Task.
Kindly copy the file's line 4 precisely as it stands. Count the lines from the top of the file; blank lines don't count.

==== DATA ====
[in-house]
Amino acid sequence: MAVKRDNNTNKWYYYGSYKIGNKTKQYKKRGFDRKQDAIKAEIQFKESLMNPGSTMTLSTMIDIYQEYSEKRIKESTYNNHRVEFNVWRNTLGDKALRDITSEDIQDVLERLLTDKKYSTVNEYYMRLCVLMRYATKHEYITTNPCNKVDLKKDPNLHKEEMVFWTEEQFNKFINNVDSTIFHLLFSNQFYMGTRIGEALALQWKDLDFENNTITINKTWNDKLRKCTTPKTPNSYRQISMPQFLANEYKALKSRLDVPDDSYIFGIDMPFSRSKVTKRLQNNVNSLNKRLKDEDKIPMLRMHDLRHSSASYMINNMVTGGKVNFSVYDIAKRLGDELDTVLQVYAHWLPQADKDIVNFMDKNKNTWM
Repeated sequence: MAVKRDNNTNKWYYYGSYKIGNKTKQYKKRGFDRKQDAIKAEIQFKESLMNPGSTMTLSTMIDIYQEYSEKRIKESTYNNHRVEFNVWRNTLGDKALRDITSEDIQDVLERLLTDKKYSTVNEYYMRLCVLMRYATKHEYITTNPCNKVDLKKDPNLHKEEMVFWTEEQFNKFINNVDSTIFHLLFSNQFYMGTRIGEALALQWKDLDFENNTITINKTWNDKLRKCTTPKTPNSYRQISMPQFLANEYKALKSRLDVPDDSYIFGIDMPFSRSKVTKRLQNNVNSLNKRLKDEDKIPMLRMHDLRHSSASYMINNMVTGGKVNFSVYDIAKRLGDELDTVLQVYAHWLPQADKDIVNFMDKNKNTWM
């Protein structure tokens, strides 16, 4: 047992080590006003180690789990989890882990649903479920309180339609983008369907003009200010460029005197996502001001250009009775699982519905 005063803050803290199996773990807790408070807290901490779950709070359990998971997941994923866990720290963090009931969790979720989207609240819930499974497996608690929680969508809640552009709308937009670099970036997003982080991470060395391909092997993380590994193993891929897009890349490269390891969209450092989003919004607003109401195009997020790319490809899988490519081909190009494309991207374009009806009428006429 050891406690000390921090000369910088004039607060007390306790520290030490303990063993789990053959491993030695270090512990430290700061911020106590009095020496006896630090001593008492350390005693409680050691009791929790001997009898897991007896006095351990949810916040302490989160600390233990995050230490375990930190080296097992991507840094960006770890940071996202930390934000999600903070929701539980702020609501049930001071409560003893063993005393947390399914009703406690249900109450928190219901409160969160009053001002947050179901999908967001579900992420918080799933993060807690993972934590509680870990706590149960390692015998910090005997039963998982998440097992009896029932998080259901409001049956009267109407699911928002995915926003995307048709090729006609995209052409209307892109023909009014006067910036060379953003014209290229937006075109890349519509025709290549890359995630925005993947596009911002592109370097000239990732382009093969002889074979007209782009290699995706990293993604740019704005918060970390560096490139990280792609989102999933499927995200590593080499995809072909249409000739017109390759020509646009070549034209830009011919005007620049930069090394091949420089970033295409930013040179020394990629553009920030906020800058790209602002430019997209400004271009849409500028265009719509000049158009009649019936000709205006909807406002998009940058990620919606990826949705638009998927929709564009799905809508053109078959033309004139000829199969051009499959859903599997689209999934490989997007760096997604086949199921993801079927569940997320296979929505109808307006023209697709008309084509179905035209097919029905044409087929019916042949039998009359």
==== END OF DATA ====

């Protein structure tokens, strides 16, 4: 047992080590006003180690789990989890882990649903479920309180339609983008369907003009200010460029005197996502001001250009009775699982519905 005063803050803290199996773990807790408070807290901490779950709070359990998971997941994923866990720290963090009931969790979720989207609240819930499974497996608690929680969508809640552009709308937009670099970036997003982080991470060395391909092997993380590994193993891929897009890349490269390891969209450092989003919004607003109401195009997020790319490809899988490519081909190009494309991207374009009806009428006429 050891406690000390921090000369910088004039607060007390306790520290030490303990063993789990053959491993030695270090512990430290700061911020106590009095020496006896630090001593008492350390005693409680050691009791929790001997009898897991007896006095351990949810916040302490989160600390233990995050230490375990930190080296097992991507840094960006770890940071996202930390934000999600903070929701539980702020609501049930001071409560003893063993005393947390399914009703406690249900109450928190219901409160969160009053001002947050179901999908967001579900992420918080799933993060807690993972934590509680870990706590149960390692015998910090005997039963998982998440097992009896029932998080259901409001049956009267109407699911928002995915926003995307048709090729006609995209052409209307892109023909009014006067910036060379953003014209290229937006075109890349519509025709290549890359995630925005993947596009911002592109370097000239990732382009093969002889074979007209782009290699995706990293993604740019704005918060970390560096490139990280792609989102999933499927995200590593080499995809072909249409000739017109390759020509646009070549034209830009011919005007620049930069090394091949420089970033295409930013040179020394990629553009920030906020800058790209602002430019997209400004271009849409500028265009719509000049158009009649019936000709205006909807406002998009940058990620919606990826949705638009998927929709564009799905809508053109078959033309004139000829199969051009499959859903599997689209999934490989997007760096997604086949199921993801079927569940997320296979929505109808307006023209697709008309084509179905035209097919029905044409087929019916042949039998009359």